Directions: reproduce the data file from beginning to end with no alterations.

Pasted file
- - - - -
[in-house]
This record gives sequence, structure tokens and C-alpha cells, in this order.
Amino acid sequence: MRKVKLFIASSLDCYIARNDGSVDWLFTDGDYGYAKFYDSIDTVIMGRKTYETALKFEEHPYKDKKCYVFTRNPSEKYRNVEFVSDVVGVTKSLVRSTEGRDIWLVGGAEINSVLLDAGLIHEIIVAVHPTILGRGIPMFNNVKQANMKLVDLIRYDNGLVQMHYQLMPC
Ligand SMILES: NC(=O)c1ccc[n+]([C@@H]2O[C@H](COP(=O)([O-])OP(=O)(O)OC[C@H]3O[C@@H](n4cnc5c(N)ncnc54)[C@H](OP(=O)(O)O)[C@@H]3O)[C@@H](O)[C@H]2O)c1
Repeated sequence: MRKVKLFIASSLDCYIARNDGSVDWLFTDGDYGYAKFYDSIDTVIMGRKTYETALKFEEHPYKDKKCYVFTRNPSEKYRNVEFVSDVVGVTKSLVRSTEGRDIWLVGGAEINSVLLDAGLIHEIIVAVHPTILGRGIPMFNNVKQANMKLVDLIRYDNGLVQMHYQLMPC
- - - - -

[in-house]
This record gives sequence, structure tokens and C-alpha cells, in this order.
Amino acid sequence: MRKVKLFIASSLDCYIARNDGSVDWLFTDGDYGYAKFYDSIDTVIMGRKTYETALKFEEHPYKDKKCYVFTRNPSEKYRNVEFVSDVVGVTKSLVRSTEGRDIWLVGGAEINSVLLDAGLIHEIIVAVHPTILGRGIPMFNNVKQANMKLVDLIRYDNGLVQMHYQLMPC
Ligand SMILES: NC(=O)c1ccc[n+]([C@@H]2O[C@H](COP(=O)([O-])OP(=O)(O)OC[C@H]3O[C@@H](n4cnc5c(N)ncnc54)[C@H](OP(=O)(O)O)[C@@H]3O)[C@@H](O)[C@H]2O)c1
Repeated sequence: MRKVKLFIASSLDCYIARNDGSVDWLFTDGDYGYAKFYDSIDTVIMGRKTYETALKFEEHPYKDKKCYVFTRNPSEKYRNVEFVSDVVGVTKSLVRSTEGRDIWLVGGAEINSVLLDAGLIHEIIVAVHPTILGRGIPMFNNVKQANMKLVDLIRYDNGLVQMHYQLMPC